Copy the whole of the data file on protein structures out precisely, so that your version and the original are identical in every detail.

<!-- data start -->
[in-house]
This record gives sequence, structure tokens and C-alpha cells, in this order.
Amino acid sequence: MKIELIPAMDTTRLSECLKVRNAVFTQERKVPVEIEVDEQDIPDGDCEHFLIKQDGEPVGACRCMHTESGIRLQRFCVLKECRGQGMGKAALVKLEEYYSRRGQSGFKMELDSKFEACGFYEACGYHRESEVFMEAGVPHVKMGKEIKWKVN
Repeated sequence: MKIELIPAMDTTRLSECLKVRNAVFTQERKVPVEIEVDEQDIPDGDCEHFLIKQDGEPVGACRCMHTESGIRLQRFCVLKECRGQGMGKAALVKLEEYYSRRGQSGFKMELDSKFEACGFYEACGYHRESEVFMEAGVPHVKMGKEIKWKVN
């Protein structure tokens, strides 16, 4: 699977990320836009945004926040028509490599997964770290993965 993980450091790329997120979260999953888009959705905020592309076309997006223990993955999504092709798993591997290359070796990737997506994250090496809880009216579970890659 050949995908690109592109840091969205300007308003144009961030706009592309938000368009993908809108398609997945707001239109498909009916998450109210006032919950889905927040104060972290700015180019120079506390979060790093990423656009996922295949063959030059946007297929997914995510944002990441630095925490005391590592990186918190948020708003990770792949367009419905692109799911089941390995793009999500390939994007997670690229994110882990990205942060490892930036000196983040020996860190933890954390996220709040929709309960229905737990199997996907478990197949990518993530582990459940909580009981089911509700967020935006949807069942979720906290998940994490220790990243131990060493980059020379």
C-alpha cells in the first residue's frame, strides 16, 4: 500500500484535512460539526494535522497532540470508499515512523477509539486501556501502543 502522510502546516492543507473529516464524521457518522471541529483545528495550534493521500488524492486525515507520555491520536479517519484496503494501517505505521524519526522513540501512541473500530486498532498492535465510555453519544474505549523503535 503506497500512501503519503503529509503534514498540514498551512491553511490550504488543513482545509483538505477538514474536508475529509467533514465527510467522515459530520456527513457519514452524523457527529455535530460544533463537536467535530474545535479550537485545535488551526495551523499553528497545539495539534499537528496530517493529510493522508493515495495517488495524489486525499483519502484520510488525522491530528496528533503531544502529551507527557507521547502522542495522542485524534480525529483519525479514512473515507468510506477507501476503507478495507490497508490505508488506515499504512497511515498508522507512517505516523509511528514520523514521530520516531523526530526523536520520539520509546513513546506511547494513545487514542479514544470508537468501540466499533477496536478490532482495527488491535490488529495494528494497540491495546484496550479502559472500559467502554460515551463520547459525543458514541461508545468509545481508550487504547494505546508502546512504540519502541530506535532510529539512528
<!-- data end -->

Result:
[in-house]
This record gives sequence, structure tokens and C-alpha cells, in this order.
Amino acid sequence: MKIELIPAMDTTRLSECLKVRNAVFTQERKVPVEIEVDEQDIPDGDCEHFLIKQDGEPVGACRCMHTESGIRLQRFCVLKECRGQGMGKAALVKLEEYYSRRGQSGFKMELDSKFEACGFYEACGYHRESEVFMEAGVPHVKMGKEIKWKVN
Repeated sequence: MKIELIPAMDTTRLSECLKVRNAVFTQERKVPVEIEVDEQDIPDGDCEHFLIKQDGEPVGACRCMHTESGIRLQRFCVLKECRGQGMGKAALVKLEEYYSRRGQSGFKMELDSKFEACGFYEACGYHRESEVFMEAGVPHVKMGKEIKWKVN
């Protein structure tokens, strides 16, 4: 699977990320836009945004926040028509490599997964770290993965 993980450091790329997120979260999953888009959705905020592309076309997006223990993955999504092709798993591997290359070796990737997506994250090496809880009216579970890659 050949995908690109592109840091969205300007308003144009961030706009592309938000368009993908809108398609997945707001239109498909009916998450109210006032919950889905927040104060972290700015180019120079506390979060790093990423656009996922295949063959030059946007297929997914995510944002990441630095925490005391590592990186918190948020708003990770792949367009419905692109799911089941390995793009999500390939994007997670690229994110882990990205942060490892930036000196983040020996860190933890954390996220709040929709309960229905737990199997996907478990197949990518993530582990459940909580009981089911509700967020935006949807069942979720906290998940994490220790990243131990060493980059020379």
C-alpha cells in the first residue's frame, strides 16, 4: 500500500484535512460539526494535522497532540470508499515512523477509539486501556501502543 502522510502546516492543507473529516464524521457518522471541529483545528495550534493521500488524492486525515507520555491520536479517519484496503494501517505505521524519526522513540501512541473500530486498532498492535465510555453519544474505549523503535 503506497500512501503519503503529509503534514498540514498551512491553511490550504488543513482545509483538505477538514474536508475529509467533514465527510467522515459530520456527513457519514452524523457527529455535530460544533463537536467535530474545535479550537485545535488551526495551523499553528497545539495539534499537528496530517493529510493522508493515495495517488495524489486525499483519502484520510488525522491530528496528533503531544502529551507527557507521547502522542495522542485524534480525529483519525479514512473515507468510506477507501476503507478495507490497508490505508488506515499504512497511515498508522507512517505516523509511528514520523514521530520516531523526530526523536520520539520509546513513546506511547494513545487514542479514544470508537468501540466499533477496536478490532482495527488491535490488529495494528494497540491495546484496550479502559472500559467502554460515551463520547459525543458514541461508545468509545481508550487504547494505546508502546512504540519502541530506535532510529539512528